Bike Frame: If you’re thinking of buying a new bike or a first bike, understanding the key measurements that define your frame is important to ensure that you get a machine that fits you and works for the riding you intend to do.
And if you’re planning to rent a bike, it’s useful to know your frame’s key measurements, so you can make sure that your rental will be comfortable to ride and can be adjusted to fit. Not all manufacturers measure frame sizes the same way, so you need to look at a few fundamental measurements to ensure that you’re comparing apples with apples.
Key numbers that define your bike
We’ll tell you below how to measure your bike’s:
- Top tube length
- Seat tube length
- Reach and stack – and why they’re important numbers
- Chainstay length
- Front centre
- Seat tube and head tube angles
- Bottom bracket drop
- Bottom bracket height
What you’ll need to measure a bike frame
- A tape measure
- A clinometer to measure angles (there are free smartphone apps you can download)
- A long spirit level (or you can use the clinometer app and a straight piece of wood)
- A plumb line (or you can improvise with string and a couple of blobs of Blu Tack)
Whether road or mountain, most bikes are now measured in metric units, but you may find some manufacturers that still size mountain bikes in inches. Some brands, such as Moots, even mix the two!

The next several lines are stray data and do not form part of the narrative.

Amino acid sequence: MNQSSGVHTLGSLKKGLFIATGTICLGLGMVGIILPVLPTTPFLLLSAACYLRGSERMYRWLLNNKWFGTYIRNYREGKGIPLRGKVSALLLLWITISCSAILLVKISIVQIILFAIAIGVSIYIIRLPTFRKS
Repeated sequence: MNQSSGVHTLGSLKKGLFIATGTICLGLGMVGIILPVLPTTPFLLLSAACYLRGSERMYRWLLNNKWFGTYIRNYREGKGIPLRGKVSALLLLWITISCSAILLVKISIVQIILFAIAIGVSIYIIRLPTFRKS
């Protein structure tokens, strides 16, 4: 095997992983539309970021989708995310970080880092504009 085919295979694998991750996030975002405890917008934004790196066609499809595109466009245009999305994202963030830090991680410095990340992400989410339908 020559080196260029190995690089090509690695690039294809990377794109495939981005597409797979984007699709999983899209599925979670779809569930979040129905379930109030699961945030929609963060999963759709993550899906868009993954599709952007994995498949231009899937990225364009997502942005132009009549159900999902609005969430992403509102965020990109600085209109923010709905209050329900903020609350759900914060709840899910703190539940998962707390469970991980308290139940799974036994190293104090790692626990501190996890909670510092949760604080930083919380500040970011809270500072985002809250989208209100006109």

We highly recommend you stick to metric units to keep things consistent. If you really must, you can always divide centimeters by 2.54 to switch to inches.
You will usually find a geometry chart for all sizes of a current frameset on a maker’s site. If your bike is still an existing model, it’s worth taking a copy of this because it will be more accurate than your measurements and likely a handy reference down the line.
How to measure top tube length
Once, bikes all had horizontal top tubes. Now many bikes’ top tubes will have a slope. If you look at a bike geometry table, it will usually include the entire top-tube length. But for a consistent measure, regardless of the top tube angle, you need to measure the horizontal maximum tube length, called the effective full tube length or virtual top tube in many geo charts.